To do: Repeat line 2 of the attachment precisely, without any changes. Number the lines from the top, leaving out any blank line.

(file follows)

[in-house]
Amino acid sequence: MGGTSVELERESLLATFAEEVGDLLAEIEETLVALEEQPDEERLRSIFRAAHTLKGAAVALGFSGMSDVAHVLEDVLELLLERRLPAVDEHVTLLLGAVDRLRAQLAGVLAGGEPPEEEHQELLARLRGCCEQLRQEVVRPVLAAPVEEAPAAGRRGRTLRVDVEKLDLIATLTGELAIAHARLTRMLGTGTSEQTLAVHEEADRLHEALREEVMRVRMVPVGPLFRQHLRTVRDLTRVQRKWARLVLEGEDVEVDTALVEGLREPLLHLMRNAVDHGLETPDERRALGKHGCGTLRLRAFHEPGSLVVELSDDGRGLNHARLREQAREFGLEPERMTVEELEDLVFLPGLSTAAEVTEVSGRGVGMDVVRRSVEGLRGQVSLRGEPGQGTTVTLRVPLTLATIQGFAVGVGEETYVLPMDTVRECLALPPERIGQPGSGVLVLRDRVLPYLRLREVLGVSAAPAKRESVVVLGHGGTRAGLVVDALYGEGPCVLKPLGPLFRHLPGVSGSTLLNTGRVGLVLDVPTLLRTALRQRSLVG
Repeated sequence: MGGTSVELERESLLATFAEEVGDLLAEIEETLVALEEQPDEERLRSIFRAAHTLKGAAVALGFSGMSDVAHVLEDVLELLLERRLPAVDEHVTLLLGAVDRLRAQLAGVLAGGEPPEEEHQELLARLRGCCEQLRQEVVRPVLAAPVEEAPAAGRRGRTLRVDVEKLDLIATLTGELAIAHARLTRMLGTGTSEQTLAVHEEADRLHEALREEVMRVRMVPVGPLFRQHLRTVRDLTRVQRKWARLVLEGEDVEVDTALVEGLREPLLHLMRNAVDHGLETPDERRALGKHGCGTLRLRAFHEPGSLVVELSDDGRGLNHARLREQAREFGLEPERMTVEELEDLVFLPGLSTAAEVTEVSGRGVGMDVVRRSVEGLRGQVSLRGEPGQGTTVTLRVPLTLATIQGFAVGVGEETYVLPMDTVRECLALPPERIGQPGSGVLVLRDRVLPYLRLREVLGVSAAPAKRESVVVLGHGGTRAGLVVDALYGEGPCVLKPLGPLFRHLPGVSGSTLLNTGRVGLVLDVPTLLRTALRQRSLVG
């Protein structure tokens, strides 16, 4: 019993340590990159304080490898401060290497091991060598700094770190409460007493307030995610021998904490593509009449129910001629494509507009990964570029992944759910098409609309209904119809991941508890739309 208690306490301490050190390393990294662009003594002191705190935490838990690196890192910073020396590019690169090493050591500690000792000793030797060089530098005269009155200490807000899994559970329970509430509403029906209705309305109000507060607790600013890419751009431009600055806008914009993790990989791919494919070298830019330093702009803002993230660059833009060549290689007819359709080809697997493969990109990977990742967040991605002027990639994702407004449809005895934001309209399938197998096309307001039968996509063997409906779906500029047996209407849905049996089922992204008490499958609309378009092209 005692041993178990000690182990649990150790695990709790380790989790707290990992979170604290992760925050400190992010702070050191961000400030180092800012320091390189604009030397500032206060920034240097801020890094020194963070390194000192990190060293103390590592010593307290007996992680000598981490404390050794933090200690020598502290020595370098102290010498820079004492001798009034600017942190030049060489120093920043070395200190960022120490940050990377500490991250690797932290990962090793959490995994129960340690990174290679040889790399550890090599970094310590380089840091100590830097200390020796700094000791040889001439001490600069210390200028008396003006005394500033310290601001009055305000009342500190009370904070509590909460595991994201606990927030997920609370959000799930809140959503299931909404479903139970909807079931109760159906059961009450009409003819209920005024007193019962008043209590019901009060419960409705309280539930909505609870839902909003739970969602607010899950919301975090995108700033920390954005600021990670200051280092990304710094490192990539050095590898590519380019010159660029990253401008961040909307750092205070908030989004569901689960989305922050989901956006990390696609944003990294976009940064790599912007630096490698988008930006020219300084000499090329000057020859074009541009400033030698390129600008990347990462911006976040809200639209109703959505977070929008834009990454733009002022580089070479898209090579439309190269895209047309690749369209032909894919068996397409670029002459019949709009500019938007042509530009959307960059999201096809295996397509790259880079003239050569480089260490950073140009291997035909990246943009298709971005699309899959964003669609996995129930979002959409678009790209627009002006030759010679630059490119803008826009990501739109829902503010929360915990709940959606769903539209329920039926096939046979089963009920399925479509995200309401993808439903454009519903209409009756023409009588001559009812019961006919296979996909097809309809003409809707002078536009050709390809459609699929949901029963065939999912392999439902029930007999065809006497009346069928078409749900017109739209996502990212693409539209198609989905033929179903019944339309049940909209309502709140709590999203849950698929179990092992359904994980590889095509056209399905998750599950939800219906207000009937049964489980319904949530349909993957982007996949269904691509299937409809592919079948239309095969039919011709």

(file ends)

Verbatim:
Amino acid sequence: MGGTSVELERESLLATFAEEVGDLLAEIEETLVALEEQPDEERLRSIFRAAHTLKGAAVALGFSGMSDVAHVLEDVLELLLERRLPAVDEHVTLLLGAVDRLRAQLAGVLAGGEPPEEEHQELLARLRGCCEQLRQEVVRPVLAAPVEEAPAAGRRGRTLRVDVEKLDLIATLTGELAIAHARLTRMLGTGTSEQTLAVHEEADRLHEALREEVMRVRMVPVGPLFRQHLRTVRDLTRVQRKWARLVLEGEDVEVDTALVEGLREPLLHLMRNAVDHGLETPDERRALGKHGCGTLRLRAFHEPGSLVVELSDDGRGLNHARLREQAREFGLEPERMTVEELEDLVFLPGLSTAAEVTEVSGRGVGMDVVRRSVEGLRGQVSLRGEPGQGTTVTLRVPLTLATIQGFAVGVGEETYVLPMDTVRECLALPPERIGQPGSGVLVLRDRVLPYLRLREVLGVSAAPAKRESVVVLGHGGTRAGLVVDALYGEGPCVLKPLGPLFRHLPGVSGSTLLNTGRVGLVLDVPTLLRTALRQRSLVG